Beyond the Oregon Protests: The Search for Common Ground

Thrust into the spotlight by a group of anti-government militants as a place of confrontation, the Malheur wildlife refuge is actually a highly successful example of a new collaboration in the West between local residents and the federal government.

The standoff with militant extremists at an Oregon wildlife refuge, which erupted into violence and arrests this week, stands in stark contrast to the new sense of collaboration between local residents and public land managers in the West. The militants claimed that the Malheur National Wildlife Refuge symbolized federal tyranny over public lands. But for many locals the refuge exemplified just the opposite: a successful community-based, collaborative partnership with the government. Not one local rancher had heeded the armed militants’ call to join their protest and rip up their federal grazing leases.

Anti-government militia leader Ammon Bundy speaks to the media at the Malheur National Wildlife Refuge. JUSTIN SULLIVAN/GETTY IMAGES

Malheur’s collaborative approach to land-use management began in 2008, when the refuge’s manager, Tim Bodeen, agreed to work with a cooperative group called the High Desert Partnership. It brought together ranchers, the Paiute tribe, conservationists, and federal staff to develop and implement long-term restoration projects on the refuge and across the region. After years of dialogue, a landmark plan was created in 2013 to guide the management of the 187,757-acre refuge for 15 years — sustaining it as a stopover habitat for millions of migratory birds as well as promoting it as a rangeland resource for local ranchers.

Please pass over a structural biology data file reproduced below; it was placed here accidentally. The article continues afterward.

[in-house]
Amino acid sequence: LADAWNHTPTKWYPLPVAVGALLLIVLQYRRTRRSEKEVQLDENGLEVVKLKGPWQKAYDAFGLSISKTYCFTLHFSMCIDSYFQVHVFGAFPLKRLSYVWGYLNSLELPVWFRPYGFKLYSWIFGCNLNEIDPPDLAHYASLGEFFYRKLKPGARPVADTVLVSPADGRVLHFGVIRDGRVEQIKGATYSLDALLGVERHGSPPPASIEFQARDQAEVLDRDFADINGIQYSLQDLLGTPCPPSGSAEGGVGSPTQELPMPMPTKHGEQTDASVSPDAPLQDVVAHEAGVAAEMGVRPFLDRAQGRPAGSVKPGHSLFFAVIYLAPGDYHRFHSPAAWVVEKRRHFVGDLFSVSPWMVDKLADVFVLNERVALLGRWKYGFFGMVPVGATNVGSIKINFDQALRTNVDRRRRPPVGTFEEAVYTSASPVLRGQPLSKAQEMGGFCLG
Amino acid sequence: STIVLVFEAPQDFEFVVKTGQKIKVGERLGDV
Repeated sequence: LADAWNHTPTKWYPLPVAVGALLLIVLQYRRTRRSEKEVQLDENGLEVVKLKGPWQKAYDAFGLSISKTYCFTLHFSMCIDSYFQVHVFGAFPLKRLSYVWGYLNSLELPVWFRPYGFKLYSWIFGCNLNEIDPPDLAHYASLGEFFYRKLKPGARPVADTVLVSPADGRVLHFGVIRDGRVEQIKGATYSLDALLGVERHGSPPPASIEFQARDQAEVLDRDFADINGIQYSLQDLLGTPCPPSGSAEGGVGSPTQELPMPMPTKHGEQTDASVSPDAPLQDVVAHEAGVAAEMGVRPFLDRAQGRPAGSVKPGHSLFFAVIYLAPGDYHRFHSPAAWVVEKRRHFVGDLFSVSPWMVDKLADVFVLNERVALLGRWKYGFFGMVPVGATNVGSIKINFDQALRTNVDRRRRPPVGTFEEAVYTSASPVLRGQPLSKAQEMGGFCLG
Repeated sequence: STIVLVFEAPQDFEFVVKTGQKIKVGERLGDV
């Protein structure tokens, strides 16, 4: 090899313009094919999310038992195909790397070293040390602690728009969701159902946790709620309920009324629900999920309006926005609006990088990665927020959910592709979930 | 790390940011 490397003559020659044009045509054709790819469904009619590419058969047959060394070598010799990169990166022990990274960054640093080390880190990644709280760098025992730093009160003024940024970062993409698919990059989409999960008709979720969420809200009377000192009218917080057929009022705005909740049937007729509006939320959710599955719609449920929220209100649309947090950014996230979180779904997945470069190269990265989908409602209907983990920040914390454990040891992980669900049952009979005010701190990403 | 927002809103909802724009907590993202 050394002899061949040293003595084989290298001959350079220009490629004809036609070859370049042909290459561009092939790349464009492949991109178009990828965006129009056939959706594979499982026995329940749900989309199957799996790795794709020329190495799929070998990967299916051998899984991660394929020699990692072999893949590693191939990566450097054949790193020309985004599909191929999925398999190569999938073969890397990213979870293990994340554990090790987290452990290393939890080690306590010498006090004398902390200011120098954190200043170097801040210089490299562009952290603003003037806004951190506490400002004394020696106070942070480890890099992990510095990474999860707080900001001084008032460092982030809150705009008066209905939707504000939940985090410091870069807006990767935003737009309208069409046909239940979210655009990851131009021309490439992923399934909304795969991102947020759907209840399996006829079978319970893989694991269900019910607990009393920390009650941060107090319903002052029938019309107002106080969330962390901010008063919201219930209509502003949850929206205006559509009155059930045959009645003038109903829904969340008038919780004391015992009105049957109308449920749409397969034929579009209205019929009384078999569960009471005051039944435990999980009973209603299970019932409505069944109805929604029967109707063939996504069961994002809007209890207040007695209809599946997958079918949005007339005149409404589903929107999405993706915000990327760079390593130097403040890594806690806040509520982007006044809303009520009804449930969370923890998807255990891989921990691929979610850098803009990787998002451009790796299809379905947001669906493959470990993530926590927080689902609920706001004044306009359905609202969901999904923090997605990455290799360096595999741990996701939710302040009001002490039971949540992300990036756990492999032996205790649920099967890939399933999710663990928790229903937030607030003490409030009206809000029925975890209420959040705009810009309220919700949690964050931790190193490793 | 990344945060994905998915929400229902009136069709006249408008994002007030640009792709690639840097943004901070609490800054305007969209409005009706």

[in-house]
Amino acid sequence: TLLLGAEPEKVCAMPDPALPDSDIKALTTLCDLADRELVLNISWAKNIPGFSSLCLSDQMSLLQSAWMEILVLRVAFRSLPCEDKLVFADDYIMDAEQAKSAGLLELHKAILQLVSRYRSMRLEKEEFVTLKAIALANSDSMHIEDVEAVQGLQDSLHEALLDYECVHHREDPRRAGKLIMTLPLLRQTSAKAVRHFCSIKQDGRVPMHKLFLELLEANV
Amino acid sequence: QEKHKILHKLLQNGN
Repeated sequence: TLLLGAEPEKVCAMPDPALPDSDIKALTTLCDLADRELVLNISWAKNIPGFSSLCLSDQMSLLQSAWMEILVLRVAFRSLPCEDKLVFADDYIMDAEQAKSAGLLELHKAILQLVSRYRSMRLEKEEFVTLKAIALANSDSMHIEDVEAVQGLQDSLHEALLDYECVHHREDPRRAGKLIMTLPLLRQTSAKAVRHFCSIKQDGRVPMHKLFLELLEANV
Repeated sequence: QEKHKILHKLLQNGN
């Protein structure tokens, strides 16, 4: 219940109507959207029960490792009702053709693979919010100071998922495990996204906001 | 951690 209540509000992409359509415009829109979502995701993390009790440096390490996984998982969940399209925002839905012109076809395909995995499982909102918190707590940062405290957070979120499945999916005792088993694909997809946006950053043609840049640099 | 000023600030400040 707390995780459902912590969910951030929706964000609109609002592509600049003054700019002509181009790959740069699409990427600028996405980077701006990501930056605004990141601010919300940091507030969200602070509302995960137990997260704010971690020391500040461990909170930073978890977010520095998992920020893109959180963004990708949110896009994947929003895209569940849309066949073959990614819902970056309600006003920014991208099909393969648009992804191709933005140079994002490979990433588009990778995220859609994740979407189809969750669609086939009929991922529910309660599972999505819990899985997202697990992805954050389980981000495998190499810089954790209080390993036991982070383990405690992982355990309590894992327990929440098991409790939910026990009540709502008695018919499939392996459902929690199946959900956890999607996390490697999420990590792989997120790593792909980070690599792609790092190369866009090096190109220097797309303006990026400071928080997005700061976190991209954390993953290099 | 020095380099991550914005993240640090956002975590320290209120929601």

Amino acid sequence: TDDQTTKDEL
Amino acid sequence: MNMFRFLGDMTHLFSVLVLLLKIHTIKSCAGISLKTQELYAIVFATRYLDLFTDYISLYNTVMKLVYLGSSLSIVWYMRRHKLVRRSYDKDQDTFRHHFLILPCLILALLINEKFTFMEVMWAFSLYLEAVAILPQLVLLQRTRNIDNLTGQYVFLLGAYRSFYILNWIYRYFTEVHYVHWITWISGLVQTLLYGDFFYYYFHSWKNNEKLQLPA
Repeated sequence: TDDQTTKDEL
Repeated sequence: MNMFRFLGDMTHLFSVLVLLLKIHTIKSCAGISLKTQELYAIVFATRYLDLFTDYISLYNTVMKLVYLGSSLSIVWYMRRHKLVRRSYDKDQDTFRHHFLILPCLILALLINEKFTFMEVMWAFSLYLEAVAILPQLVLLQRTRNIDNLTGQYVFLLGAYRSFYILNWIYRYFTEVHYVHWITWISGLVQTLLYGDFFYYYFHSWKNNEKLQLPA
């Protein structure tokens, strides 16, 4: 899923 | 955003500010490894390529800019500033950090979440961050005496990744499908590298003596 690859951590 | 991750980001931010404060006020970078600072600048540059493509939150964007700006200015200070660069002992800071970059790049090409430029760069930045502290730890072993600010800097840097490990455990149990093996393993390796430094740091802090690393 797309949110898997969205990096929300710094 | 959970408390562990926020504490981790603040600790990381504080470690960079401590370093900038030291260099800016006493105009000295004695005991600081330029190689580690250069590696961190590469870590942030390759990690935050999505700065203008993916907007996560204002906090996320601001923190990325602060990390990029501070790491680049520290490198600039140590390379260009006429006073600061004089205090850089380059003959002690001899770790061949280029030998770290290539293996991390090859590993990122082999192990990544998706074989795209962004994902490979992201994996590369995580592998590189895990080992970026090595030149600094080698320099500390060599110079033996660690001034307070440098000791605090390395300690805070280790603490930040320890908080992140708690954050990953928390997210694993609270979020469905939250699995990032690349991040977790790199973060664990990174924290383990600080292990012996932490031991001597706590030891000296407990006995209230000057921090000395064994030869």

The plan, following an approach increasingly being implemented on Western public lands, uses innovative techniques suggested by local community members. Cattle grazing, for example, is encouraged as a method for controlling invasive plants that threaten the refuge — an experiment that will be rigorously monitored by participants. Since ecological conditions change, the plan treats grazing and all other management on the refuge as a series of experiments, testing to see what strategies work and what strategies don’t.

This requires a great deal of flexibility, which addresses a core frustration ranchers have had with federal lands. Decisions had become bogged down in rules, environmental regulations, and litigation, causing even the smallest of changes to take years to implement. Collaborative plans devolve much of the day-to-day decision-making to local participants, allowing for responsiveness to changing ecological conditions.

Collaborative plans devolve much of the day-to-day decision-making to local participants.

Most community members want to encourage these new collaborative conservation processes, not return to the violent conflicts of the past. Georgia Marshall, a Harney County rancher whose family has been grazing livestock on Malheur Refuge for generations, spoke for many when she addressed a packed town meeting and told the militants to go home: “I have seen the progress we have made in this community compared to what we went through years ago. Let’s not destroy what we’re doing.”